Organ trio keeps it cool at the Dive Bar

All music has connotations, and nothing evokes “cool” like an organ trio. Comprised of drums, guitar and a Hammond B-3 organ, the musicians have room to experiment and move around, filling in gaps when an instrument breaks into a lengthy solo. But no matter what instrument has taken the spotlight for the moment, it all comes back to the organ.

“The first time I heard [the organ] and discovered the organ trios I fell in love with it,” says Bill Connor, a local organ servicer and drummer for the Dive Bar’s new organ trio in residence on Wednesday nights.

The Hammond B-3 is not your regular keyboard. Connor explains that when playing the B3, the performer is really controlling four parts at once: keys, pedals, buttons and drawbars that pull out of the organ’s body, shifting the timbre of each note.

“It’s a monster, but it can be anything. It depends how you control it,” Connor says.

Organist Eli Winderman was attracted to the B-3 for the same reason. “It’s a great feeling. You’re in control.”

He brings up the draw bars. “You mix and match different sounds. There are endless possibilities with these. When you’re listening to an organ you wonder, ‘What draw bars are out right now?’”

Connor and Winderman first met outside a club and talked about their interest in playing the organ. Soon after, Winderman, who lives in Boston, is a Berkley grad and plays organ in his own Boston-based band Dopapod, was working with Connor in his Worcester shop. The two of them decided to start playing music together, inviting Johnny Trama to add guitar, and moved a Hammond B-3 that Connor built into the Dive’s collection of instruments and amps.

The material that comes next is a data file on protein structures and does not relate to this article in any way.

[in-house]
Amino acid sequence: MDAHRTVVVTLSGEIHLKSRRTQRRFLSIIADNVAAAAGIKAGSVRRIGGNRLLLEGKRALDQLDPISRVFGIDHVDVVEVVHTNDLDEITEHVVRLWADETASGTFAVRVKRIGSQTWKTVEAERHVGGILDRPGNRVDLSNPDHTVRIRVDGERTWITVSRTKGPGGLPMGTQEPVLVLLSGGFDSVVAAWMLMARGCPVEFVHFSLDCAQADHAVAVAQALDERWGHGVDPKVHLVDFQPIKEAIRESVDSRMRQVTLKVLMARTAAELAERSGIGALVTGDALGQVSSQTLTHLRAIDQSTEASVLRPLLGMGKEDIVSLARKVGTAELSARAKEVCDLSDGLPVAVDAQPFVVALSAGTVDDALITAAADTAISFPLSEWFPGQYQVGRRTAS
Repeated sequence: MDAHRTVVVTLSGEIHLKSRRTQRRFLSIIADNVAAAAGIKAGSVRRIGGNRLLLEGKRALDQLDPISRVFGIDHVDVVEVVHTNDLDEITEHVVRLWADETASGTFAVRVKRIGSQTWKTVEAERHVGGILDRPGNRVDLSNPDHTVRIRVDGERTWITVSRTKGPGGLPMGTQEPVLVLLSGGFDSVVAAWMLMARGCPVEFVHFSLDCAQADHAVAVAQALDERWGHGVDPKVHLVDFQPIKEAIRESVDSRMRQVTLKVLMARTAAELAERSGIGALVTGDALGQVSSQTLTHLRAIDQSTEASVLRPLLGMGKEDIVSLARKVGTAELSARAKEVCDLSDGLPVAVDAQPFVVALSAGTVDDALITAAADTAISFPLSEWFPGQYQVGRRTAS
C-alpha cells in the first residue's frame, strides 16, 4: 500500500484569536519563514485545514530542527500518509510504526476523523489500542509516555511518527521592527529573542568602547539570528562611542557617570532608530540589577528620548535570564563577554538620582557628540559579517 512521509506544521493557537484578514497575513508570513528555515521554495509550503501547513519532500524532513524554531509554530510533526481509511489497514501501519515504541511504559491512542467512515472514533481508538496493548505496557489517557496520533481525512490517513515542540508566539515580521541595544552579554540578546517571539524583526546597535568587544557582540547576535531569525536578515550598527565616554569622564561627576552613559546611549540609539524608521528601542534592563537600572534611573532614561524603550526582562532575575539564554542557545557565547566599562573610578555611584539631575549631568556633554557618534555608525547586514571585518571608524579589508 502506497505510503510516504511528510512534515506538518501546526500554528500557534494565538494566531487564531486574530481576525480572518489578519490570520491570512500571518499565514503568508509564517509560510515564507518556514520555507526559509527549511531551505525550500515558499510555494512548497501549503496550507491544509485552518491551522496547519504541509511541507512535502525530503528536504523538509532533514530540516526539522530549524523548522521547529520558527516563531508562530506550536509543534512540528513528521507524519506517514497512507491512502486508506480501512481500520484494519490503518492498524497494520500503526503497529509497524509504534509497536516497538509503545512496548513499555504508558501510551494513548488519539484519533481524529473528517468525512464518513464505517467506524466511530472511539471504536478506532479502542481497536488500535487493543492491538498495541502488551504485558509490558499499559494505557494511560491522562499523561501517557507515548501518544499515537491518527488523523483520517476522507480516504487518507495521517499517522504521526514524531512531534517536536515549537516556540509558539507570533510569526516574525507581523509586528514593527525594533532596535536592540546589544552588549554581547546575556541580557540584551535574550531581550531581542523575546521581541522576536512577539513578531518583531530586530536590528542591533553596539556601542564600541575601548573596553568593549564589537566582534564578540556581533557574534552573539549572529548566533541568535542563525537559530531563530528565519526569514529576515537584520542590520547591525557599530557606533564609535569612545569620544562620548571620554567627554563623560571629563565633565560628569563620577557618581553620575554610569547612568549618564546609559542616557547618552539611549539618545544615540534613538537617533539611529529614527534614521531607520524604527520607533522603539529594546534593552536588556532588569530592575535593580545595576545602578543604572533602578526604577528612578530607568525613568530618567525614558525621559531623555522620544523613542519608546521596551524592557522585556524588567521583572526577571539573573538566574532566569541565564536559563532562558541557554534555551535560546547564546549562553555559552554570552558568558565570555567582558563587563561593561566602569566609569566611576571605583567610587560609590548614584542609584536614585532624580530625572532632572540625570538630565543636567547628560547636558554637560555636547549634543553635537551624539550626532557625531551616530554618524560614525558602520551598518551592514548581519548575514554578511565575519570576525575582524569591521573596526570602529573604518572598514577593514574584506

“I donated it, but it’s technically for sale. But I don’t think it’s something someone will snatch up. If they do I told Alec [Lopez, Dive Bar’s owner] I’ll bring in another one,” Connor says.

The location was clear from the beginning. “This last year it seems like more and more of our music has been based around the organ — a lot of funk and jazz,” says Lopez, “Eli is the happiest man in the world right now, since he usually has to lug that stuff from Boston.

“The Hammond has kind of opened that door for us to do something special,” he continues. “Dive has evolved in the past year. This next year will legitimize the Dive as a music venue for world-class musicians.”

Connor also cites the Dive Thursday music series as inspiration for leaving his organ there. “It’s a cool place because you go there and you know you’re going to see something good. He [Lopez] doesn’t have music just to have music.”

Notes Lopez: “My philosophy with music is the same as it was at the beginning: it has to be exceptional. If it’s not good it doesn’t have to be there.”

When asked how long the trio’s residency will last, Winderman gives a fitting answer for an organist — open-ended and laid back. “It’s gonna go until it ends,” he says with a laugh.

Bill Connor, Eli Winderman and Johnny Trama perform every Wednesday night at the Dive Bar, 34 Green St., no cover charge. Also, Winderman’s Dopapod opens for Uncle Billy’s Smokehouse at Tammany Hall on Friday, Dec. 11. For more info go to myspace.com/dopapod.

 

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